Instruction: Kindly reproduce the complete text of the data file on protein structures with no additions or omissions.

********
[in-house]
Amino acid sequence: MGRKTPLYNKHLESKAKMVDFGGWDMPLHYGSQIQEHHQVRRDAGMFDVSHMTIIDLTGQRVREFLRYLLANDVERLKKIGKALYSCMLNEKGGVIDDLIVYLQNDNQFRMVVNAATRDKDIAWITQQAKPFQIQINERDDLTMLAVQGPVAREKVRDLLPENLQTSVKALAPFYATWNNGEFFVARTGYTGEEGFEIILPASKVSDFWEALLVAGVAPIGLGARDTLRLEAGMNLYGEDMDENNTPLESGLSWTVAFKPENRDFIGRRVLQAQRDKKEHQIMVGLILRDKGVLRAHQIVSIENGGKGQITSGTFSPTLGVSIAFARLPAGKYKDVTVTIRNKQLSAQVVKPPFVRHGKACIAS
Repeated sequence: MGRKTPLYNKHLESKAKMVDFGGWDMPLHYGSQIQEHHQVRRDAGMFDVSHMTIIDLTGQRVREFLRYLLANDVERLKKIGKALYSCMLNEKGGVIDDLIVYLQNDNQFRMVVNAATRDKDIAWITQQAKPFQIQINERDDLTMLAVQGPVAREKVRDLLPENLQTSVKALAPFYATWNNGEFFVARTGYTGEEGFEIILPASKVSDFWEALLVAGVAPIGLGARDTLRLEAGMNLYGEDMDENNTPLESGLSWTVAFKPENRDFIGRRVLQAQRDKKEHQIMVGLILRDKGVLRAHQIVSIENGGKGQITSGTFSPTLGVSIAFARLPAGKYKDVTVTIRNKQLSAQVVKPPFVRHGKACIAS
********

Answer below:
[in-house]
Amino acid sequence: MGRKTPLYNKHLESKAKMVDFGGWDMPLHYGSQIQEHHQVRRDAGMFDVSHMTIIDLTGQRVREFLRYLLANDVERLKKIGKALYSCMLNEKGGVIDDLIVYLQNDNQFRMVVNAATRDKDIAWITQQAKPFQIQINERDDLTMLAVQGPVAREKVRDLLPENLQTSVKALAPFYATWNNGEFFVARTGYTGEEGFEIILPASKVSDFWEALLVAGVAPIGLGARDTLRLEAGMNLYGEDMDENNTPLESGLSWTVAFKPENRDFIGRRVLQAQRDKKEHQIMVGLILRDKGVLRAHQIVSIENGGKGQITSGTFSPTLGVSIAFARLPAGKYKDVTVTIRNKQLSAQVVKPPFVRHGKACIAS
Repeated sequence: MGRKTPLYNKHLESKAKMVDFGGWDMPLHYGSQIQEHHQVRRDAGMFDVSHMTIIDLTGQRVREFLRYLLANDVERLKKIGKALYSCMLNEKGGVIDDLIVYLQNDNQFRMVVNAATRDKDIAWITQQAKPFQIQINERDDLTMLAVQGPVAREKVRDLLPENLQTSVKALAPFYATWNNGEFFVARTGYTGEEGFEIILPASKVSDFWEALLVAGVAPIGLGARDTLRLEAGMNLYGEDMDENNTPLESGLSWTVAFKPENRDFIGRRVLQAQRDKKEHQIMVGLILRDKGVLRAHQIVSIENGGKGQITSGTFSPTLGVSIAFARLPAGKYKDVTVTIRNKQLSAQVVKPPFVRHGKACIAS